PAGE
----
Poultry Gallery - Eggs
Eggs are one of the most nutritionally-rich natural foods you can eat.
An egg consists of a yolk at the centre surrounded by albumen (white) enclosed by a shell. The yolk consists of fats, vitamins and minerals, together with about half of the egg's total protein content. A transparent barrier, called the vitalline membrane, surrounds the yolk and prevents it from leaking into the albumen. Inside the yolk is the germ cell (or germinal disc). This is the site of the cell division if the egg is fertile.
The colour of the yolk varies, and this factor is influenced by the laying hen's diet. It will be the brightest orange if there is a lot of grass, green vegetables or maize meal in the feed. Hens that free-range on grass in spring and summer will lay eggs with a darker yolk than when ranging in winter, when the grass has stopped growing. Some layers mash and pellets will contain a yolk enhancer, such as canthaxathin.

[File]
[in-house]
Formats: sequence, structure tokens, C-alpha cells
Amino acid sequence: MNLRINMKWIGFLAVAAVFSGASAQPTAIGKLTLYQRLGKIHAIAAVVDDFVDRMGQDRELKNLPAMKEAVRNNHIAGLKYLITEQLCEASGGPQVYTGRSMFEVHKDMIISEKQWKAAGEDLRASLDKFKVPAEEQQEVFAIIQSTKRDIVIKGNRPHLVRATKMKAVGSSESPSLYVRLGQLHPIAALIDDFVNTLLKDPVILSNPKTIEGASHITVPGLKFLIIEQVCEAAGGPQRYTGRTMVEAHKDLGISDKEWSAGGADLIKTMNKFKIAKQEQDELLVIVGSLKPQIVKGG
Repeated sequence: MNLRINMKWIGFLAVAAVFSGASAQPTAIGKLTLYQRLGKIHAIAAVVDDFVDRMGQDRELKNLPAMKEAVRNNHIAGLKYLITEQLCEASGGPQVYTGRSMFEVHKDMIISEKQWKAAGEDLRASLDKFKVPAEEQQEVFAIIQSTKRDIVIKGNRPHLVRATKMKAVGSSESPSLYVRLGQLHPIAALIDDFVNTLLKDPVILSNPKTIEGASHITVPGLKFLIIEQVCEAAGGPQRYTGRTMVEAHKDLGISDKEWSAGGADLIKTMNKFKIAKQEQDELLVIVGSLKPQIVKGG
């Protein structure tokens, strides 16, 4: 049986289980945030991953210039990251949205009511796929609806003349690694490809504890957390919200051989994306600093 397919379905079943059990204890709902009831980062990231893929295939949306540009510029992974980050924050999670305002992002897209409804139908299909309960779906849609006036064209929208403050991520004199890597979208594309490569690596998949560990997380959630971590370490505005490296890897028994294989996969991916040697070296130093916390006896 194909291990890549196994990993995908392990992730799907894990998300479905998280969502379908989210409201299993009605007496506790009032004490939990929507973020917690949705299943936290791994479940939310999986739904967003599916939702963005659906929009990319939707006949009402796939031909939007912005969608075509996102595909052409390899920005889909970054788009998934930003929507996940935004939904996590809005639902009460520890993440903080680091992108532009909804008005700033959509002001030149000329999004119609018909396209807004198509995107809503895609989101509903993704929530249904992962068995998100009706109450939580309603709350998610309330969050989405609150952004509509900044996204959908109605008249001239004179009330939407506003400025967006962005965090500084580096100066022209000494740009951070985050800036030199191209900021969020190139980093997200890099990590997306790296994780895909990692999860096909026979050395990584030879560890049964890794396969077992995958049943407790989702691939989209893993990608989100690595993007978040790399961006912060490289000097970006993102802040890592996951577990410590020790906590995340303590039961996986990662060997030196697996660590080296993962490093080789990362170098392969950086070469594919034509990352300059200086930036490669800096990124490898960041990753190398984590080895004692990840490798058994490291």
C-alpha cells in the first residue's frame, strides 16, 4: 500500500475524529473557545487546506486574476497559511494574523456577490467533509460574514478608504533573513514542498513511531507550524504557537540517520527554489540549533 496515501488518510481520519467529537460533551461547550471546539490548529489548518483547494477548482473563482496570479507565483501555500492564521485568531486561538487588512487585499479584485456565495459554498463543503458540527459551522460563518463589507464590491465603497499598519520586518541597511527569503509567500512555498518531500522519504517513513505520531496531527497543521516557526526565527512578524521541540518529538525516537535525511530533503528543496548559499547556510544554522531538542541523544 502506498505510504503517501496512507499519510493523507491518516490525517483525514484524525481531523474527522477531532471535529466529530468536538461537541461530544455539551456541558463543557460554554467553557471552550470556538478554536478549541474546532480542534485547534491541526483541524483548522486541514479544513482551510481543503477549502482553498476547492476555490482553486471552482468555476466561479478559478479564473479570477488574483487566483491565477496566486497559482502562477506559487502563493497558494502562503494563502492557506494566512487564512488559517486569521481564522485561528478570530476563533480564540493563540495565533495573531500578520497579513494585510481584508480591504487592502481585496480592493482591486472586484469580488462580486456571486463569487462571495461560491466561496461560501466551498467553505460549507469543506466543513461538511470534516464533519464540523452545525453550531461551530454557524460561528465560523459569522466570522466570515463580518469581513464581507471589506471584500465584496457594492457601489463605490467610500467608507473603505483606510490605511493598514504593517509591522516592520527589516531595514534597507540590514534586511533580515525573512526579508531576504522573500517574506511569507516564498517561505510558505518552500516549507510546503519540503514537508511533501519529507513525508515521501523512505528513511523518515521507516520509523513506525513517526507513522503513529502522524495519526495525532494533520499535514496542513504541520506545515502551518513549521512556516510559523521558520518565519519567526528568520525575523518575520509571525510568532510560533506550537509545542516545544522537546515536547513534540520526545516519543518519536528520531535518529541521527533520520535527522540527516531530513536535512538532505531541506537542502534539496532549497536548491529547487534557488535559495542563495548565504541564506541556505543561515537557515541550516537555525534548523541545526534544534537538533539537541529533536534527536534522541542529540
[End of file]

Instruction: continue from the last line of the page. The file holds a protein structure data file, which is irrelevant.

Egg albumen is rich in protein and vitamins, and contains substances to protect the egg from micro-organism which may have entered though the shell. Eggs are one of the few foods to naturally contain Vitamin D.
A fresh egg placed in a bowl of water will sink to the bottom and lie on its side. An older egg will sink and stand up on one end and, if it is really old, it will float completely. As the air cell increases with age, it affects the buoyancy of the egg, causing it to float. The deterioration of an eggis due to an increase in the size of the air sac, combined with evaporation from the white and yolk. When broken, the yolk of a fresh egg will sit up and the white will appear thick around the yolk. An older egg has a flatter yolk, with a runny, watery white.
Standard Hens Egg Sizes
- Very Large 73 g and over
- Large 63-73 g
- Medium 53-63 g
- Small 53 g and under